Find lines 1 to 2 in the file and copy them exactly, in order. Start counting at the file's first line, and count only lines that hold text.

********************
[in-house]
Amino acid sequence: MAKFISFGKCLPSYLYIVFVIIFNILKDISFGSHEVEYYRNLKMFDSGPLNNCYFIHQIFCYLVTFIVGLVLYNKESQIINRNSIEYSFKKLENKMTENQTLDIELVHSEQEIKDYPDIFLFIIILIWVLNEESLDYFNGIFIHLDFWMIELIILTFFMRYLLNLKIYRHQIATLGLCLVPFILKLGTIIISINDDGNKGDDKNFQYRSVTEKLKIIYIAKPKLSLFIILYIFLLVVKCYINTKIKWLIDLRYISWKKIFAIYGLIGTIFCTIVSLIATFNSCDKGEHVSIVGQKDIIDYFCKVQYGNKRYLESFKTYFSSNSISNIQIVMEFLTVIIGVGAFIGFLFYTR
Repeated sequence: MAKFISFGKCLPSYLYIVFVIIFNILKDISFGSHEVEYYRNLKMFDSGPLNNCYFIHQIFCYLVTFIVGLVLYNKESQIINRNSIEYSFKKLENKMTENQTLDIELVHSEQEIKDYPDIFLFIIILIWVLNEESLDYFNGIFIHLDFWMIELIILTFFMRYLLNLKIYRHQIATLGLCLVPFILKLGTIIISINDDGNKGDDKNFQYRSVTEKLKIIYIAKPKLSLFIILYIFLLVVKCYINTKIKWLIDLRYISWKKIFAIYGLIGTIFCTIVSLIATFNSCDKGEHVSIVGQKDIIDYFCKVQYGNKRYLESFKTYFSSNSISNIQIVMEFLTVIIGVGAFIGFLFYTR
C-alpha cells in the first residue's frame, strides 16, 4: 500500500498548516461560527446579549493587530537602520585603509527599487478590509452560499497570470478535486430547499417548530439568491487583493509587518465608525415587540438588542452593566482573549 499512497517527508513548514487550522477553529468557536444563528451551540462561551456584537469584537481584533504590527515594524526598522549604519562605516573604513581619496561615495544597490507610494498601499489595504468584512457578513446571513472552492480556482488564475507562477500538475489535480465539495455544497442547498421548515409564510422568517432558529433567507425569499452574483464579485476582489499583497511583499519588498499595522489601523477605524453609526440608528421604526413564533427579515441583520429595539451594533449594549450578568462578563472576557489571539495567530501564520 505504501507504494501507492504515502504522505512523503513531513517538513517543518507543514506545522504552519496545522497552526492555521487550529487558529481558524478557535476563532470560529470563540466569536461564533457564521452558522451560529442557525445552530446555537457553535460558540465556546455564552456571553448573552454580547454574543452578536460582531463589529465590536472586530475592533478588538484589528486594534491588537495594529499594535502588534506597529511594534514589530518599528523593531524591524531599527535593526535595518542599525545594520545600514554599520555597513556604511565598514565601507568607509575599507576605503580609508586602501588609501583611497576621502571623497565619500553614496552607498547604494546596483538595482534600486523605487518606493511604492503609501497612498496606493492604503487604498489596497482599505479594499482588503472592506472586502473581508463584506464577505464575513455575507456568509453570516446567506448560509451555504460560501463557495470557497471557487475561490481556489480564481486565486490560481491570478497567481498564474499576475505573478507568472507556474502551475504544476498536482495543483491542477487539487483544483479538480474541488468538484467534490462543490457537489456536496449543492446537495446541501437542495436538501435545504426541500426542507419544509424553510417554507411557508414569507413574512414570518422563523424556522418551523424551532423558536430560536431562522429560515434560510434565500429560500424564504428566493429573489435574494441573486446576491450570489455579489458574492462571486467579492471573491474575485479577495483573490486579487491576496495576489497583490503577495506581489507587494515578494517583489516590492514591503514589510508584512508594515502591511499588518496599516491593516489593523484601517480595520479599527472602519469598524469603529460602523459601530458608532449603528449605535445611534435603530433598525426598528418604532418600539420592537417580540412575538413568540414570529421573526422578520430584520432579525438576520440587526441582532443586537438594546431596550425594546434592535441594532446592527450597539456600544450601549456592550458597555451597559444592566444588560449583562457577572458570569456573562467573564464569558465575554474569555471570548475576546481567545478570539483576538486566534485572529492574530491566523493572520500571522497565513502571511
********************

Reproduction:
[in-house]
Amino acid sequence: MAKFISFGKCLPSYLYIVFVIIFNILKDISFGSHEVEYYRNLKMFDSGPLNNCYFIHQIFCYLVTFIVGLVLYNKESQIINRNSIEYSFKKLENKMTENQTLDIELVHSEQEIKDYPDIFLFIIILIWVLNEESLDYFNGIFIHLDFWMIELIILTFFMRYLLNLKIYRHQIATLGLCLVPFILKLGTIIISINDDGNKGDDKNFQYRSVTEKLKIIYIAKPKLSLFIILYIFLLVVKCYINTKIKWLIDLRYISWKKIFAIYGLIGTIFCTIVSLIATFNSCDKGEHVSIVGQKDIIDYFCKVQYGNKRYLESFKTYFSSNSISNIQIVMEFLTVIIGVGAFIGFLFYTR